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michhill8
(@michhill8)
Honorable Member
Joined: 18 years ago
Posts: 420
Topic starter  

Tom Petty, Fooled Again,

Tab's here:

http://www.ultimate-guitar.com/tabs/t/tom_petty/fooled_again_tab.htm

anywho... what's going on with the key of this song. It seems to be in D, but why is there an A thrown in?

Thanks Dudes!
Keep on Rockin'

Pat


   
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Scrybe
(@scrybe)
Famed Member
Joined: 15 years ago
Posts: 2241
 

I gotta crash, so I aint got time to read the TAB, but.....

if it's in the key of D major, then an A major chord is the 5th chord you can build off the D major scale, so it would fit perfectly. Likewise, A is the 5th note in the D major scale, so I'm not sure what the problem is.

D major scale - D E F# G A B C#

Chords from that scale - D major (D, F#, A), E minor (E, G, B), F# minor (F#, A, C#), G major (G, B, D), A major (A, C#, E), B minor (B, D, F#), C# dimished (C#, E, G).

Ra Er Ga.

Ninjazz have SuperChops.

http://www.blipfoto.com/Scrybe


   
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michhill8
(@michhill8)
Honorable Member
Joined: 18 years ago
Posts: 420
Topic starter  

oops, I meant a C chord.

Thanks Dudes!
Keep on Rockin'

Pat


   
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michhill8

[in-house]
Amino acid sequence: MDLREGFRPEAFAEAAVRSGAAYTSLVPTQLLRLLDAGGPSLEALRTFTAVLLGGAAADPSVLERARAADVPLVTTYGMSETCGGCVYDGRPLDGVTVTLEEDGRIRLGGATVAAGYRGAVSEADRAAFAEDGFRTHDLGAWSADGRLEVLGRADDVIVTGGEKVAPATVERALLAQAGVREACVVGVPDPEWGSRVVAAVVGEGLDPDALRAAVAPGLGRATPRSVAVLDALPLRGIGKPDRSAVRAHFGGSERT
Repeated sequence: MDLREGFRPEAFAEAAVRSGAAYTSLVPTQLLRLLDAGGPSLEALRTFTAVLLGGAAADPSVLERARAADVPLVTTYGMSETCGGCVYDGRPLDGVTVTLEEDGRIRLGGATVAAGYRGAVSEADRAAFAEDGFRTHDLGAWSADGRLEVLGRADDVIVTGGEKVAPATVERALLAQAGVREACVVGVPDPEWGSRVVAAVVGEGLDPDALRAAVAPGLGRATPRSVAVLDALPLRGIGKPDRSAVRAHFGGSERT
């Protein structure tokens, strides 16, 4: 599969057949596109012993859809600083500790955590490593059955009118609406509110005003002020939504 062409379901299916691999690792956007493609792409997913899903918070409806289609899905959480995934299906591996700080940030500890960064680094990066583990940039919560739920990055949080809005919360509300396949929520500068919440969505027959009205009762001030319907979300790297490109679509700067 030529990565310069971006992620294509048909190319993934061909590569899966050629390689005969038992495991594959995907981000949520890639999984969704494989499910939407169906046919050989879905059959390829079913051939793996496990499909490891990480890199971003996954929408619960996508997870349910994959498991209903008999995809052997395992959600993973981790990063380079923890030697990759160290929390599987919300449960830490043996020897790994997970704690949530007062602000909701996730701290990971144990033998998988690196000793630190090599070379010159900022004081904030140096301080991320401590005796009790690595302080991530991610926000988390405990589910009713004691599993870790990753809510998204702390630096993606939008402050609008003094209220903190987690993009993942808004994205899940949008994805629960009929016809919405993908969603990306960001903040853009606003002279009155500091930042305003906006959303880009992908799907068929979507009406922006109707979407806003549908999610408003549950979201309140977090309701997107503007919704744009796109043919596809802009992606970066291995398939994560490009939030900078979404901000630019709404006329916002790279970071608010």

(@michhill8)
Honorable Member
Joined: 18 years ago
Posts: 420
Topic starter  

I also found this little trickster:

http://www.chordie.com/chord.pere/getsome.org/guitar/olga/chordpro/p/Tom.Petty/TooGoodToBeTrue.chopro

5 different major chords, I'm sure there's some weird explanation, but I've looked at using the circle of fifths/fourths and key changes between verses and choruses and see no explanation, yet it all fits very well and accurate to the original song.

Thanks Dudes!
Keep on Rockin'

Pat


   
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hbriem
(@hbriem)
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Joined: 20 years ago
Posts: 646
 

The bVII chord (C in this case) and it's root, the b7 note, is so common in rock/pop/folk/blues that it hardly even qualifies as an exception.

You can think of it as being borrowed from the Mixolydian or the parallel minor if you like or you can think of it as a brief key change into the 5 key. However you wrap your head around it, it is crucial in all rock and derived music.

As for your second example, the Tom Petty song, it's important to realise that pop musicians like major chords. Tom's song is technically in E minor with a chorus in D, but he prefers a major sound so he uses E major and A major instead of Em and Am (B, the V, is almost always major anyway). You could also think of it as E major borrowing the bIII (G) from the parallel minor and modulating into D major in the chorus.

To sum up, it's common to freely mix chord from a major key and its parallel minor.

--
Helgi Briem
hbriem AT gmail DOT com


   
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